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What Do We Mean By Public and Private Today?

In today’s rancorous schools debate, old distinctions no longer apply

What Do We Mean By Public and Private Today?

In today’s rancorous schools debate, old distinctions no longer apply

 

Nowak
Nowak

Anytime the hot-button issue of our schools is debated, sides are taken and lines are drawn in the sand. It’s the public school advocates versus those who favor privately-run charters, and the finger pointing begins. But that narrative misses a crucial point about our schools today.

In Philadelphia right now, one out of three children attends a public charter school—a school that is publicly funded and regulated but managed by a civic entity (the overwhelming majority of charter schools are nonprofits).

But the math is even more complex than the 1 out of 3 figure. The School District also has contract schools where major institutions like the University of Pennsylvania or The Franklin Institute run schools, and it has special select schools that you test into or apply to from anywhere in the city.

If you put the number of charters, special selects, and contract schools together, then the number of children that go to schools that are very different than the conventional District-run schools gets closer to about 55 percent. That means the District now embodies contending notions of what it means to be a public school, based on management autonomy or admissions selectivity.

Franklin Square Park is a triumph of public-civic-private partnership, owned by the city and leased to a nonprofit that raises funds for it. A smart education sector will think in the same way: How do we expand public use through similar arrangements?

The revolution in technology-aided education, where innovation is being applied and private capital is flowing, will further disrupt the conventional notion of a public school and a public district; not because of cyber schools but because of new instructional models and technologies. Those changes will create new opportunities for institutional collaboration and affiliation.

From flipped classrooms where online instruction at home is coupled with problem solving in class, to mobile devices that allow teachers to work with students progressing at different speeds, to the use of  electronic games as a learning tool with the kinds of incentives that work for young people, the world of teaching is becoming both more global and more personal at the same time.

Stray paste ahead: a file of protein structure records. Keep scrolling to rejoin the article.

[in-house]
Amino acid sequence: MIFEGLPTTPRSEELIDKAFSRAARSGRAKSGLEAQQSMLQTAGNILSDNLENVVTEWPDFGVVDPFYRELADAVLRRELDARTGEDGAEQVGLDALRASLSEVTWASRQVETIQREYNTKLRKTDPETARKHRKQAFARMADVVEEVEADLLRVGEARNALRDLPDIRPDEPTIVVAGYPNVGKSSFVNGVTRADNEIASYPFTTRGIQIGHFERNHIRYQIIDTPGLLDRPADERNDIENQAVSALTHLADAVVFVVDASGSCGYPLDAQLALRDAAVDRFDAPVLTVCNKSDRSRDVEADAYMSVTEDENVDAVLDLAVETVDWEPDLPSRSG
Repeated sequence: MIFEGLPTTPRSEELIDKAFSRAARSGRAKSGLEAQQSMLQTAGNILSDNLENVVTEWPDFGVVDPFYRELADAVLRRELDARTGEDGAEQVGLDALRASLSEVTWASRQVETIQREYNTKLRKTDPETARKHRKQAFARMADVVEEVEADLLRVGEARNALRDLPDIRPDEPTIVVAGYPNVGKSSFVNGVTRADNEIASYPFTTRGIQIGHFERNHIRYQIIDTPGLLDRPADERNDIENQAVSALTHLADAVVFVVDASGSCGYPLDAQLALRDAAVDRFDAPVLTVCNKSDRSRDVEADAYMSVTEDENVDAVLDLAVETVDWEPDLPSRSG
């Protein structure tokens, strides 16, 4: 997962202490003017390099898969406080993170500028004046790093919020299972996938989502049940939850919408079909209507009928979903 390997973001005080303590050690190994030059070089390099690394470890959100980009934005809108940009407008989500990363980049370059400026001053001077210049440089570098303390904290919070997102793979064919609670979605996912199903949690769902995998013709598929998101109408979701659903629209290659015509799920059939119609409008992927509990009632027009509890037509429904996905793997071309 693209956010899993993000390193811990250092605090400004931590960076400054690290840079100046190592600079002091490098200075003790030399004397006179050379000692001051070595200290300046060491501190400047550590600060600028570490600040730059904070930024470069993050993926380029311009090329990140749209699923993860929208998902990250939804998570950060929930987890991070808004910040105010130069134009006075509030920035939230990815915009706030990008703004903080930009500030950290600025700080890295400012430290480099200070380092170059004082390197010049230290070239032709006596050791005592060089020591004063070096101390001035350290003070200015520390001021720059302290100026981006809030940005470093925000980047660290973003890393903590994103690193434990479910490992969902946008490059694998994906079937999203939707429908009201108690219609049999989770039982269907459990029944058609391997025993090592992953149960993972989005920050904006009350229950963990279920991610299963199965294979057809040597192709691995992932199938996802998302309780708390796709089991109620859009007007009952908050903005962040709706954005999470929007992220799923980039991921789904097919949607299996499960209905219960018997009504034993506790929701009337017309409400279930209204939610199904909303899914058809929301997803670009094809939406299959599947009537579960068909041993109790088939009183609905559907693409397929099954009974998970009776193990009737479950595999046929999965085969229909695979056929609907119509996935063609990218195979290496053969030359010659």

The good news is that if it is used correctly, technology allows us to personalize education around different learning styles, putting another stake into the heart of an antiquated industrial system. This will challenge the value of a centralized district unable to keep up with new delivery systems.

We are entering a new era of learning where the craft of teaching will undergo change, there will be more options, and large districts will function as funders and regulators more than top-down managers. It will not be the end of big district governance, just a shift in what it means to govern.

We are in the midst of a  transformation from a system of vertical management to a more horizontal (and civic) form. This is all happening at a time when the education battles between charter advocates and district advocates are more toxic than ever.

In the long run it will be hard for schools not to adapt to these changes, particularly in large districts. But to do so there has to be the civic will to transcend old ground and consciously seek out the best innovators and performers, while defunding those that do not make the grade. And it has to be done with an eye toward increasing equity and access, not marginalizing those that are behind.

This shift in the meaning and management of the public sphere is an important part of remaking a great city: moving from an industrial corporate model of governance to a more flexible system of decentralized management and leadership.

You don’t have to look far to find a great example: Think of public spaces in Philadelphia. Some of the great new public spaces include Sister Cities Park, Franklin Square, the Porch at 30th Street and Dilworth Park.

None of those parks are managed directly by the public sector. They are public spaces in terms of access and ownership but they are managed by nonprofit organizations: The University District manages the Porch; the Center City District manages Sister Cities and Dilworth Park; and Historic Philadelphia manages Franklin Square.

Franklin Square is a triumph of public-civic-private partnership. One of the original five squares designated by William Penn, it is owned by the city, which leases it to nonprofit Historic Philadelphia, which in turn raised funds and brought in private vendors including a Stephen Starr restaurant.

The other spaces are also examples of smart collaboration across sectors, and all of them are doing what we want from a public space: enabling access to the broadest possible number of people for a variety of uses.

Public spaces no longer directly managed by the public sector are expanding public use, as measured by the number of people that visit and use the sites.  A smart education sector will think in the same way: How do we expand public use through a myriad of cross sector arrangements? How do we get the best of both centralized rule setting and decentralized management?

So the next time you get drawn into one of those arguments where public purpose and private initiative are posed as polar opposites, think again. The world is changing and those changes will force us to abandon conventional categories.

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